Wildlife Viewing Guidelines
Photo: Paulo Maurin/NOAA
Keep Pets Home or on a Leash
Wildlife and pets can harm each other.
Pets are not welcome everywhere; check local guidelines for restrictions. If pets are allowed, always keep them on a leash and away from wildlife. Wildlife and pets can cause stress, harm and sickness for one another.
Hang Back and Enjoy the View
Wildlife needs their space.
Even if you are keeping a safe distance between yourself and an animal, wildlife may attempt to approach you for a number of reasons. They may see you as a food source, or they may be defending their territory or their young. Remember, wild animals are just that - wild. For your safety and the safety of the animal, remain facing the animal and back away slowly to re-establish a safe viewing distance.
Not only is harassing, disturbing, or feeding wildlife harmful to the animals, it is also illegal in many cases. There are a number of federal laws in place that protect marine wildlife:
- Marine Mammal Protection Act (MMPA) - This law prohibits the “take of marine mammals.” The term “take” refers to the acts of harassing, disturbing, injuring, hunting, and killing marine mammals or any attempt to engage in such conduct. MMPA regulations also include feeding as a form of prohibited “take.” All marine mammals - including seals, sea lions, dolphins, and whales - are protected under the MMPA. You can learn more about the MMPA here.
- Endangered Species Act (ESA) - The ESA prohibits the “take” of a threatened or endangered species in U.S. territorial waters. The term “take” refers to the act of harassing, pursuing, harming, hunting, shooting, killing, trapping, capturing, collecting, or any attempt to engage in such conduct. You can learn more about the ESA here.
- Migratory Bird Treaty Act (MBTA) - This law prohibits the take, capture, kill, sale, purchase, or transport of migratory birds or any of their parts (including feathers, nests, or eggs), or attempts to engage in such conduct. You can learn more about the MBTA here.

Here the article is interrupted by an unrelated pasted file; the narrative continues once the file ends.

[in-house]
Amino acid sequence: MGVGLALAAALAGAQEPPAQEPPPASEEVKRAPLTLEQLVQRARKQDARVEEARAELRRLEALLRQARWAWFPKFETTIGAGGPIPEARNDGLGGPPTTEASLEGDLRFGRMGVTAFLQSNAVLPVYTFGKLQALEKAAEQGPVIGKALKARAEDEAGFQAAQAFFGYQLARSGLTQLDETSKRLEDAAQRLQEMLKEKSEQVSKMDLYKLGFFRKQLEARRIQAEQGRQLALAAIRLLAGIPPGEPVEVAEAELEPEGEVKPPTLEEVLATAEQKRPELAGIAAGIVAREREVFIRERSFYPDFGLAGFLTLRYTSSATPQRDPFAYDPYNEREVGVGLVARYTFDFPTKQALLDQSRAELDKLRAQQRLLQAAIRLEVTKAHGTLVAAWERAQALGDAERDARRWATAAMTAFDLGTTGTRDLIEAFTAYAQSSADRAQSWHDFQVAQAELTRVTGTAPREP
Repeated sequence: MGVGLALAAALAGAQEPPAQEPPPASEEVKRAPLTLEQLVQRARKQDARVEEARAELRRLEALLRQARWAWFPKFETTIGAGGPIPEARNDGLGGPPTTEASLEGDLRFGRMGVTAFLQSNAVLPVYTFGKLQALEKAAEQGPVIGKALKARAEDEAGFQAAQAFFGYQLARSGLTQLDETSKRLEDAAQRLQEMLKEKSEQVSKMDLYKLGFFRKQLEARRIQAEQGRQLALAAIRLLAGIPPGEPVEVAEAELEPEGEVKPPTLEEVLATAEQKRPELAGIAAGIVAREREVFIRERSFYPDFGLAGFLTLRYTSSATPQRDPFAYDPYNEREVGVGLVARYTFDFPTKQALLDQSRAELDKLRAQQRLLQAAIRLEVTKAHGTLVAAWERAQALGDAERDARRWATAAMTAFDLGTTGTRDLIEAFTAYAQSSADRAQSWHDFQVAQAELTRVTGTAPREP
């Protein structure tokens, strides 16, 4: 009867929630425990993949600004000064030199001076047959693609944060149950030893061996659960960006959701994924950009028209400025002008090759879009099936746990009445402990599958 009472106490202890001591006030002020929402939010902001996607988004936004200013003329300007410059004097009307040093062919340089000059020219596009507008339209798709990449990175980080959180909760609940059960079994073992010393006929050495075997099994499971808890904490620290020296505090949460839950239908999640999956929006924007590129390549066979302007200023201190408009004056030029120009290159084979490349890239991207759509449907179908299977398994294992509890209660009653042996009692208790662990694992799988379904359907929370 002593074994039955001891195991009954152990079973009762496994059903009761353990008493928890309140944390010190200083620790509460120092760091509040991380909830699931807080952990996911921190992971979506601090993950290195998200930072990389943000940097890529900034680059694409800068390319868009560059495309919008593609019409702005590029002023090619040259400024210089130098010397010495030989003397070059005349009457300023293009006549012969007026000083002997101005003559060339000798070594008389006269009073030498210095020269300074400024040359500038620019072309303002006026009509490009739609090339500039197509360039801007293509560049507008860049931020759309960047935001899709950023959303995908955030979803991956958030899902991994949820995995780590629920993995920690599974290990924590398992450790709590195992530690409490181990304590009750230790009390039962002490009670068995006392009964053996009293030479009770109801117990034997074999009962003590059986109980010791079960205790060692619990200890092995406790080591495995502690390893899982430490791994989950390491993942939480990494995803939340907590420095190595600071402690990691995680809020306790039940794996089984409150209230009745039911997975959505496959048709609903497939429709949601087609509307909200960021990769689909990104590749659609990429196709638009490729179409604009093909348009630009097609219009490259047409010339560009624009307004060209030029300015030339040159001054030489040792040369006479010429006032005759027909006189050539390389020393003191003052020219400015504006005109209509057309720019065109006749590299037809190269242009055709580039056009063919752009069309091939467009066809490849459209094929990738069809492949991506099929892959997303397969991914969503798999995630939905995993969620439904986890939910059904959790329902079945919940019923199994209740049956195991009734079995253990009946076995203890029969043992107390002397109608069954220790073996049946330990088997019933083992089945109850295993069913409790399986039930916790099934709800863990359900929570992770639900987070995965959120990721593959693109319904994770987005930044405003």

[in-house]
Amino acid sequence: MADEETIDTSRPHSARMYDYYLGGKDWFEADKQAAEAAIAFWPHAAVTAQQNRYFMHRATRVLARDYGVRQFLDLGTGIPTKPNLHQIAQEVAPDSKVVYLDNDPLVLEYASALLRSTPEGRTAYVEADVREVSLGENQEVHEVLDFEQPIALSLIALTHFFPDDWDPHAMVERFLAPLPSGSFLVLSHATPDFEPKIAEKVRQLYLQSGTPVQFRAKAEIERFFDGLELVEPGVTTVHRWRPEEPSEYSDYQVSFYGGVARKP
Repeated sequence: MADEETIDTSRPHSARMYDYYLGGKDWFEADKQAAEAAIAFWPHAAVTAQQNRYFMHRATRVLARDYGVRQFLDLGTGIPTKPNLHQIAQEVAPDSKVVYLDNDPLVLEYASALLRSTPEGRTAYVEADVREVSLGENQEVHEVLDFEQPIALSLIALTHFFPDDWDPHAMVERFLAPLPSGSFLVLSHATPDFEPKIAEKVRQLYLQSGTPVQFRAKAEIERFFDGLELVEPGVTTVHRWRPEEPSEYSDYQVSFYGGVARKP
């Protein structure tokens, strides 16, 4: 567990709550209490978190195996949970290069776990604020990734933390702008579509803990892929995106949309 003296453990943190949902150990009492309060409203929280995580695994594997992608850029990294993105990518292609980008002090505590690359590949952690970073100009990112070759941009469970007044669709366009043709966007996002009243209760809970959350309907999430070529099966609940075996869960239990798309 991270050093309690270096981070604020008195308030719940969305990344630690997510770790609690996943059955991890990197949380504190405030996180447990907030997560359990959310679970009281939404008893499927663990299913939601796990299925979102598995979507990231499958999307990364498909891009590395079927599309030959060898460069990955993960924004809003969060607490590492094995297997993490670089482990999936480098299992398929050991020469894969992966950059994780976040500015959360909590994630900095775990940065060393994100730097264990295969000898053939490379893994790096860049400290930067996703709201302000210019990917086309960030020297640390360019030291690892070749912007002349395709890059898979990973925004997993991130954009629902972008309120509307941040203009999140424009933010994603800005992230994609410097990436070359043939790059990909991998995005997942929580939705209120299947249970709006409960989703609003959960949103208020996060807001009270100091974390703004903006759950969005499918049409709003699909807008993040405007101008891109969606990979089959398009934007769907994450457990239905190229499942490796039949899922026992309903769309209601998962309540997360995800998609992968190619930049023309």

- National Marine Sanctuaries Act (NMSA) - The NMSA provides authority for comprehensive conservation and management of national marine sanctuaries and activities affecting them. You can learn more about the NMSA here.
When viewing wildlife, your actions should never cause a change in animal behavior. Fidgeting and fleeing are universal signs of disturbance in wildlife, but different species may react differently. Before you set off on your adventure, learn the wildlife warning signs that let you know you’re too close to an animal. Individual animals’ reactions will vary, so carefully observe all animals in the vicinity. Here are some common signs of disturbance in different species:
- Increased vocalizations
- Adult birds leaving their nest
- Seals and sea lions
- Increased or rapid movements away from the disturbance
- Hurried entry into the water or herd movement toward the water
- Increased vocalizations or loud exhalations, known as “chuffing”
- Prolonged diving
- Several individuals raising their heads simultaneously
- Aggressive behavior
- A mother leaving her pup
- Whales, dolphins, and porpoises
- Changes in swimming, such as rapid change in speed or direction
- Escape tactics such as prolonged diving or underwater exhalation, which is evident in the appearance of bubbles at the surface
- Surface displays like tail slapping
- A female attempting to shield a calf with her body or her movements
- Sea turtles
- Rapid retreat into the water by a resting turtle on land